Consumers demanding technology to change healthcare

Mary Meeker says digitization of care is well underway

Now famous tech trend investor and publisher of annual trends report, Mary Meeker, has stated that the digitization of the health care industry is responding to consumer pressure to be more transparent and convenient. Areas impacted are health care records, health information, scheduling appointments with providers, measuring health with wearables and devices, and telemedicine. ZDNet

dis-rup-shun: The health industry has been slow to embrace technology, primarily as care payers have been unwilling to pay the cost of new technologies. A bonus of the Affordable Care Act has been a restructuring by Centers for Medicare & Medicaid Services (CMS) of what procedures get reimbursed by the U.S. Government. The shift to consumers paying a larger portion of healthcare has resulted in demand for technologies to increase convenience, offer more information, and reduce costs. Healthcare is shifting to a consumer, not industry, driven marketplace and the growing demand makes it great business for technology companies.

Cozy relationship between DOJ and Apple, Google

The DOJ has been reported to be considering anti-trust investigations against Apple and Google, while the FTC may be looking into Amazon and Facebook. Senator Elizabeth Warren, however, has determined and announced that the person at the DOJ in charge of a potential inquiry is Assistant Attorney General Makan Delrahim, a man who was a paid lobbyist for both Google and Apple. The Senator is calling for Delrahim to recuse himself if any inquiry occurs. Gizmodo

dis-rup-shun: Senator Warren is doing her part to drain the swamp and expose the increasingly cozy relationships Silicon Valley has formed with Washington through an army of lobbyists. The GAFAM (or FAANG, if you prefer) big-five are increasingly setting pricing and policies on the Internet, and are counting on their political investments to pay off, but an increasing consumer backlash on privacy and data standards will make for a rougher road.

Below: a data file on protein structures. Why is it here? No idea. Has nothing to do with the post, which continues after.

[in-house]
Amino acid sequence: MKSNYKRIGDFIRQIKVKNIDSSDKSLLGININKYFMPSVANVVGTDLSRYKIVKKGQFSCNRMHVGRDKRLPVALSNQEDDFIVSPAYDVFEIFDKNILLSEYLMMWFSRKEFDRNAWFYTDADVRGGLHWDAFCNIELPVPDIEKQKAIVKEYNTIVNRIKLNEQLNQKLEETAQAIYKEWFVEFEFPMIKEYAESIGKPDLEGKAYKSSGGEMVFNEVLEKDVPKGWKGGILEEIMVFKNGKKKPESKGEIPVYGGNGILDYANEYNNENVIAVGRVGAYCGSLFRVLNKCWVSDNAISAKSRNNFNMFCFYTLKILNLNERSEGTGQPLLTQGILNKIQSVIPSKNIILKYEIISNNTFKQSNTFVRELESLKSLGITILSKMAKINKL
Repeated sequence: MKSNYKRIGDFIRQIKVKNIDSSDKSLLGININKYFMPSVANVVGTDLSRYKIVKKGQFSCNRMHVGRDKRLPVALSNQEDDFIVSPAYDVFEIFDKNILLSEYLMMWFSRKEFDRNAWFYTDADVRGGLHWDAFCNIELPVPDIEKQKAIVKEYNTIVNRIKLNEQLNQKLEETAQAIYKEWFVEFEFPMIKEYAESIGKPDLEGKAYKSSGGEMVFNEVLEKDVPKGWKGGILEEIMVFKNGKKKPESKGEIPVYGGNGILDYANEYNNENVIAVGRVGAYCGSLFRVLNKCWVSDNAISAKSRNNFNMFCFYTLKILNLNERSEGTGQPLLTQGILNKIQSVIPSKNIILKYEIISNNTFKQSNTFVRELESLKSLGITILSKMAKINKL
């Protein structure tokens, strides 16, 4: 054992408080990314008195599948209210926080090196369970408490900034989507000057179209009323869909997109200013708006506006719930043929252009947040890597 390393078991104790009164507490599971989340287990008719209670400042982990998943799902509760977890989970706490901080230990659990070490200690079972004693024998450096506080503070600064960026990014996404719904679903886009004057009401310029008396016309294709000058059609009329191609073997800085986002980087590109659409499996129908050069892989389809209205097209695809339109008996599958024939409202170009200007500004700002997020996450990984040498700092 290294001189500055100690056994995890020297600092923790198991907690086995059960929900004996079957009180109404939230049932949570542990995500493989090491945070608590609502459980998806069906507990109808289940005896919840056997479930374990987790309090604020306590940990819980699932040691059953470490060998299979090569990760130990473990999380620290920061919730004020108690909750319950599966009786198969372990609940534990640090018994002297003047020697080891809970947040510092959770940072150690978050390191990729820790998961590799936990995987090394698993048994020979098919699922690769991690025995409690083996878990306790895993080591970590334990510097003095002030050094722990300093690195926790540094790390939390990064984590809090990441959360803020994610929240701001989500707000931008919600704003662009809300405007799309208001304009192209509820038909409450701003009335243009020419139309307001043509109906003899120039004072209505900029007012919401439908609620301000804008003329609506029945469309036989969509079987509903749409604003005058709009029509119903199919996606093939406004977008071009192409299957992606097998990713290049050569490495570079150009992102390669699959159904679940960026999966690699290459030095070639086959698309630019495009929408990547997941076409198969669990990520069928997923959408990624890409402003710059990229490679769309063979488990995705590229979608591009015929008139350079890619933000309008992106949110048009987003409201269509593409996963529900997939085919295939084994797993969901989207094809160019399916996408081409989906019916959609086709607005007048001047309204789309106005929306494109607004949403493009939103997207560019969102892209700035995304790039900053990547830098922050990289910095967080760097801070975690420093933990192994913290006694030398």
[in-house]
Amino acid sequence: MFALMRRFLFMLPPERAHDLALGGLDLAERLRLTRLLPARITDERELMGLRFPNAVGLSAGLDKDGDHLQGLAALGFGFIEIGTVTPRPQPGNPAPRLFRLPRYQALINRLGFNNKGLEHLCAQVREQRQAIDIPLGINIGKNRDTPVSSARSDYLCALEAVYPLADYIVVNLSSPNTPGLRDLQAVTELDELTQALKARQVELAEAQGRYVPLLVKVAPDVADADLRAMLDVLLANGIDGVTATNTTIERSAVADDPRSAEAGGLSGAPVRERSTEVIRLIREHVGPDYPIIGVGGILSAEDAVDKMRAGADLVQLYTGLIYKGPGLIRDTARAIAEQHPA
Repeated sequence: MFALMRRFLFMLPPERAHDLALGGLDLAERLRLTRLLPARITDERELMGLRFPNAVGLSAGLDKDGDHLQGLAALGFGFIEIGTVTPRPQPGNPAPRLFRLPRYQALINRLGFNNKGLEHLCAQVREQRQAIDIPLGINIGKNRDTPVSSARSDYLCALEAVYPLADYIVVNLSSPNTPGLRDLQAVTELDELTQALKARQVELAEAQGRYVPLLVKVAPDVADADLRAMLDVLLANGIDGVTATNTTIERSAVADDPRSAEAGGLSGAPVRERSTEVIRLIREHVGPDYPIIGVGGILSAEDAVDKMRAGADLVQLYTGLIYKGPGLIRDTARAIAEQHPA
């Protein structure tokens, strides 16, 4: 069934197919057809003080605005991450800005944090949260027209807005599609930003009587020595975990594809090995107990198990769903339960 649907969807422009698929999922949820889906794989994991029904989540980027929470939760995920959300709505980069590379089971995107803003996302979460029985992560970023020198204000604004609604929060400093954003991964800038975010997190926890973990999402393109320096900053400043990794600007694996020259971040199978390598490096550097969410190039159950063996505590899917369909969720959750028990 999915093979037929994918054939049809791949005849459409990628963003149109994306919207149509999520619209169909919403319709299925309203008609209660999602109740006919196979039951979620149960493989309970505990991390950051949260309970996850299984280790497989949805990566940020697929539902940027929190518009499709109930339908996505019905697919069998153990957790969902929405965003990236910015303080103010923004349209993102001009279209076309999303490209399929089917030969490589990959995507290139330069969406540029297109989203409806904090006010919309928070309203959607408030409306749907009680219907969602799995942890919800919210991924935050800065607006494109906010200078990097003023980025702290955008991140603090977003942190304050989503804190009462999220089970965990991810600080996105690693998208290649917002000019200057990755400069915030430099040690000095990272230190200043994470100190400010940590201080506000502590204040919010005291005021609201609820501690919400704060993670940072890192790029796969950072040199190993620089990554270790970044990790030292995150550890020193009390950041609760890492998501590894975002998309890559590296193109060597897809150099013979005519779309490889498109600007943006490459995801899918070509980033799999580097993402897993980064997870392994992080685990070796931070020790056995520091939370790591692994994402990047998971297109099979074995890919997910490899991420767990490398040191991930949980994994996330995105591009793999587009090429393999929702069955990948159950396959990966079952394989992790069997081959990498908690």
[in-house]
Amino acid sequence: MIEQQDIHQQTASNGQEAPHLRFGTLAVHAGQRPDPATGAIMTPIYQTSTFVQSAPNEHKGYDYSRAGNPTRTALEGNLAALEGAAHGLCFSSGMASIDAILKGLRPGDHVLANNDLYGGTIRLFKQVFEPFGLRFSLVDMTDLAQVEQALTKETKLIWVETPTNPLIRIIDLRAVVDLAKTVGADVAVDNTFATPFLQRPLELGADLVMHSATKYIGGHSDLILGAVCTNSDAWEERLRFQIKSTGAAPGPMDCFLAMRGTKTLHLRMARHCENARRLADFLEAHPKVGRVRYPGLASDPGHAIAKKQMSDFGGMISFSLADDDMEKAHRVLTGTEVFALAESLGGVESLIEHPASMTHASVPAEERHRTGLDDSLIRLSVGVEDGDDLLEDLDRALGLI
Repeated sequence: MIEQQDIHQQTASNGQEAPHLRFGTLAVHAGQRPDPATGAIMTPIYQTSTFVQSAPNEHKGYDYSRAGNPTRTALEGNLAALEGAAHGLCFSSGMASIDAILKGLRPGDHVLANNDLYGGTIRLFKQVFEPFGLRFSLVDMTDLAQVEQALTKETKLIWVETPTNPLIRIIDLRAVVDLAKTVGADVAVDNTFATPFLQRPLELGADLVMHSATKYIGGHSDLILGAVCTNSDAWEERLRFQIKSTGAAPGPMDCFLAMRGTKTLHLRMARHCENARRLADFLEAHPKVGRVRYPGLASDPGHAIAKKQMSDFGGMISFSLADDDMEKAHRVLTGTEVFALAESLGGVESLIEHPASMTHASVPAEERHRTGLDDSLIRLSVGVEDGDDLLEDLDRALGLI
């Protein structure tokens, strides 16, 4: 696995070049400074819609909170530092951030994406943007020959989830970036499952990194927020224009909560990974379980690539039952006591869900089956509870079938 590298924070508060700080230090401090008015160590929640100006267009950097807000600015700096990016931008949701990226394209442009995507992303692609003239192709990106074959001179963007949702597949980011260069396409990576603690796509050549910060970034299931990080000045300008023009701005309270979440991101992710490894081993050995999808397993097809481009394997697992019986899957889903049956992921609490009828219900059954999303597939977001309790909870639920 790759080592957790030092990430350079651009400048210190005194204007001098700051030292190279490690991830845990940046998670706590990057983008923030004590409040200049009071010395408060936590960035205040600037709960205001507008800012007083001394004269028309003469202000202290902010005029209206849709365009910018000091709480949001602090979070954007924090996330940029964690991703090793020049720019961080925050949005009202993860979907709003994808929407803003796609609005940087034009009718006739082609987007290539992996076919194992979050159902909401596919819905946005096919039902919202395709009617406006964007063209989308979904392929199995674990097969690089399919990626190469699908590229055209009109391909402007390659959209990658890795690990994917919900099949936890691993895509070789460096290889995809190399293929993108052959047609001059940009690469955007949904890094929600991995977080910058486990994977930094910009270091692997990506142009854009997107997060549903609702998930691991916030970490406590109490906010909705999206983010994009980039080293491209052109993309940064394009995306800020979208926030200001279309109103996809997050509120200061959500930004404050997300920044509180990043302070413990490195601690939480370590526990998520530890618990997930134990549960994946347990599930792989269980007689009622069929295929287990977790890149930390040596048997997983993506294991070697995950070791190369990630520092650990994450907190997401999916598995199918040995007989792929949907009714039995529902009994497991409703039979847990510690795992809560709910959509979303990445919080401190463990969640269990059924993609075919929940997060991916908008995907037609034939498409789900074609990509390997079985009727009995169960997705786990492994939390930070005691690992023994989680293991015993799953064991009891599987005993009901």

Amazon ends restaurant delivery businesses

Amazon has announced the end of two U.S. food delivery businesses: Amazon Restaurant and Daily Dish. At the same time, the company has increased its stake in delivery business and former competitor, Deliveroo. Deliveroo, based in the UK, is Uber Eats largest competitor. Engadget

dis-rup-shun: We are not accustomed to hearing about Amazon retreating. Amazon is not afraid to lose money in new ventures, and is generally patient. If the company believed that there is no future in food delivery by car, it would likely not have invested in Deliveroo, unless to keep Uber Eats in check as Amazon’s developing drone fleet will challenge Uber’s fleet at some point in the future. Amazon likely wishes to use its stake in Deliveroo to stay connected to the business until it can provide a more profitable form of food delivery than people in cars.

The European Union implements drone regulations

The EU has drafted specific operating requirements for drones, allowing registered drones to fly across borders. The regulations categorize drones in three classes, based on size, purpose and degree of risk. The regulations are likely to be in effect in one year. TechCrunch

dis-rup-shun: The EU is establishing itself as the efficient and effective regulator of technology. The General Data Protection Regulation (GDPR) data privacy standard, adopted in 2018, changed the way that big data companies operating in Europe store and transmit personal data, including processes and disclosure. Kudos to the EU for taking action and demonstrating leadership in management of personal data, and now drone usage.